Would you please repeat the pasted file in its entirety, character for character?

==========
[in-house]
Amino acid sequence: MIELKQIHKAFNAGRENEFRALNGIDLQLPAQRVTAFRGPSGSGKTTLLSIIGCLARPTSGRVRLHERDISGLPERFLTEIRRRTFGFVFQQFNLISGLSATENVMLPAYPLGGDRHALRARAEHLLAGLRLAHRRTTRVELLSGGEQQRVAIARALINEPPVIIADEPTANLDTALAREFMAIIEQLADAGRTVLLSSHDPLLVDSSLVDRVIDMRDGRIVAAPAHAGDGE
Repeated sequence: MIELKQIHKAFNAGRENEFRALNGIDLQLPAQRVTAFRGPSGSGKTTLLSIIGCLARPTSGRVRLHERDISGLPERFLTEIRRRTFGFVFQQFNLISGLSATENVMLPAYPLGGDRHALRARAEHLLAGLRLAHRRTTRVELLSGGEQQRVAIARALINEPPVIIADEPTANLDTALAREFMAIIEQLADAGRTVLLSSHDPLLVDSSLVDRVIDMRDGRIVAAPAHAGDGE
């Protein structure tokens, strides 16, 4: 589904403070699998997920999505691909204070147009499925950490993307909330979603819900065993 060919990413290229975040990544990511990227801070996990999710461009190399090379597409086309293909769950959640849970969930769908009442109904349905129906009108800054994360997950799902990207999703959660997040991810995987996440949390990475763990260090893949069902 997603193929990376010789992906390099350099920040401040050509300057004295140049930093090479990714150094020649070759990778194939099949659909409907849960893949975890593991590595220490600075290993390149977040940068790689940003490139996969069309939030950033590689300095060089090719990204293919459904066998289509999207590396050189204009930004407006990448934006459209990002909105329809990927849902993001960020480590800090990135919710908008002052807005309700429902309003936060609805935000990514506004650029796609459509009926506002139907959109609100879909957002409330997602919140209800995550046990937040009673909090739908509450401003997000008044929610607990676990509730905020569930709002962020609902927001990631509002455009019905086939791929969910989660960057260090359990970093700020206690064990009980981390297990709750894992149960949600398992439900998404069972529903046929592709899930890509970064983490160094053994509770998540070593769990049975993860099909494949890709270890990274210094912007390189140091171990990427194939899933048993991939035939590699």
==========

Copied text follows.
[in-house]
Amino acid sequence: MIELKQIHKAFNAGRENEFRALNGIDLQLPAQRVTAFRGPSGSGKTTLLSIIGCLARPTSGRVRLHERDISGLPERFLTEIRRRTFGFVFQQFNLISGLSATENVMLPAYPLGGDRHALRARAEHLLAGLRLAHRRTTRVELLSGGEQQRVAIARALINEPPVIIADEPTANLDTALAREFMAIIEQLADAGRTVLLSSHDPLLVDSSLVDRVIDMRDGRIVAAPAHAGDGE
Repeated sequence: MIELKQIHKAFNAGRENEFRALNGIDLQLPAQRVTAFRGPSGSGKTTLLSIIGCLARPTSGRVRLHERDISGLPERFLTEIRRRTFGFVFQQFNLISGLSATENVMLPAYPLGGDRHALRARAEHLLAGLRLAHRRTTRVELLSGGEQQRVAIARALINEPPVIIADEPTANLDTALAREFMAIIEQLADAGRTVLLSSHDPLLVDSSLVDRVIDMRDGRIVAAPAHAGDGE
């Protein structure tokens, strides 16, 4: 589904403070699998997920999505691909204070147009499925950490993307909330979603819900065993 060919990413290229975040990544990511990227801070996990999710461009190399090379597409086309293909769950959640849970969930769908009442109904349905129906009108800054994360997950799902990207999703959660997040991810995987996440949390990475763990260090893949069902 997603193929990376010789992906390099350099920040401040050509300057004295140049930093090479990714150094020649070759990778194939099949659909409907849960893949975890593991590595220490600075290993390149977040940068790689940003490139996969069309939030950033590689300095060089090719990204293919459904066998289509999207590396050189204009930004407006990448934006459209990002909105329809990927849902993001960020480590800090990135919710908008002052807005309700429902309003936060609805935000990514506004650029796609459509009926506002139907959109609100879909957002409330997602919140209800995550046990937040009673909090739908509450401003997000008044929610607990676990509730905020569930709002962020609902927001990631509002455009019905086939791929969910989660960057260090359990970093700020206690064990009980981390297990709750894992149960949600398992439900998404069972529903046929592709899930890509970064983490160094053994509770998540070593769990049975993860099909494949890709270890990274210094912007390189140091171990990427194939899933048993991939035939590699």